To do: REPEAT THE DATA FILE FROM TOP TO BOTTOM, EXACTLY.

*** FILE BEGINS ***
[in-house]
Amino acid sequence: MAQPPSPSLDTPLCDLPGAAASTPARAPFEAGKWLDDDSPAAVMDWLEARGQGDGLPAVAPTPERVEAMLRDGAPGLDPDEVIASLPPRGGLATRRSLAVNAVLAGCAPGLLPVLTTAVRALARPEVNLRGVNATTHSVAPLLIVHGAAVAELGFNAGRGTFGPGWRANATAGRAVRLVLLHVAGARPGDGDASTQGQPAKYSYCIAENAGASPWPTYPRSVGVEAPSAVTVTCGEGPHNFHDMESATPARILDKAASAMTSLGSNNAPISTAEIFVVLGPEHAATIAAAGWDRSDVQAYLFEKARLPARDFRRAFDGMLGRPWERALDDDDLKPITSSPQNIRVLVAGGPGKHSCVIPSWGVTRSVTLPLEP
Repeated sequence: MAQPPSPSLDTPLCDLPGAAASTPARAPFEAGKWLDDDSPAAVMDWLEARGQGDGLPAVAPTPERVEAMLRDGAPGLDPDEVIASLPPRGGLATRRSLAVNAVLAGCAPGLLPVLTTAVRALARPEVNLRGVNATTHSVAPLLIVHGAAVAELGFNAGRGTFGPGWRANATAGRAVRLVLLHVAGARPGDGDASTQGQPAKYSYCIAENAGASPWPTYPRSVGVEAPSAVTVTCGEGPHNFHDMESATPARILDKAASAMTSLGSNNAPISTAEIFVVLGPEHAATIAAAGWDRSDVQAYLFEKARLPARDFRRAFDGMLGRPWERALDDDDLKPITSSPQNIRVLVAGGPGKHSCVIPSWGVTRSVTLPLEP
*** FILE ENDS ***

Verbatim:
[in-house]
Amino acid sequence: MAQPPSPSLDTPLCDLPGAAASTPARAPFEAGKWLDDDSPAAVMDWLEARGQGDGLPAVAPTPERVEAMLRDGAPGLDPDEVIASLPPRGGLATRRSLAVNAVLAGCAPGLLPVLTTAVRALARPEVNLRGVNATTHSVAPLLIVHGAAVAELGFNAGRGTFGPGWRANATAGRAVRLVLLHVAGARPGDGDASTQGQPAKYSYCIAENAGASPWPTYPRSVGVEAPSAVTVTCGEGPHNFHDMESATPARILDKAASAMTSLGSNNAPISTAEIFVVLGPEHAATIAAAGWDRSDVQAYLFEKARLPARDFRRAFDGMLGRPWERALDDDDLKPITSSPQNIRVLVAGGPGKHSCVIPSWGVTRSVTLPLEP
Repeated sequence: MAQPPSPSLDTPLCDLPGAAASTPARAPFEAGKWLDDDSPAAVMDWLEARGQGDGLPAVAPTPERVEAMLRDGAPGLDPDEVIASLPPRGGLATRRSLAVNAVLAGCAPGLLPVLTTAVRALARPEVNLRGVNATTHSVAPLLIVHGAAVAELGFNAGRGTFGPGWRANATAGRAVRLVLLHVAGARPGDGDASTQGQPAKYSYCIAENAGASPWPTYPRSVGVEAPSAVTVTCGEGPHNFHDMESATPARILDKAASAMTSLGSNNAPISTAEIFVVLGPEHAATIAAAGWDRSDVQAYLFEKARLPARDFRRAFDGMLGRPWERALDDDDLKPITSSPQNIRVLVAGGPGKHSCVIPSWGVTRSVTLPLEP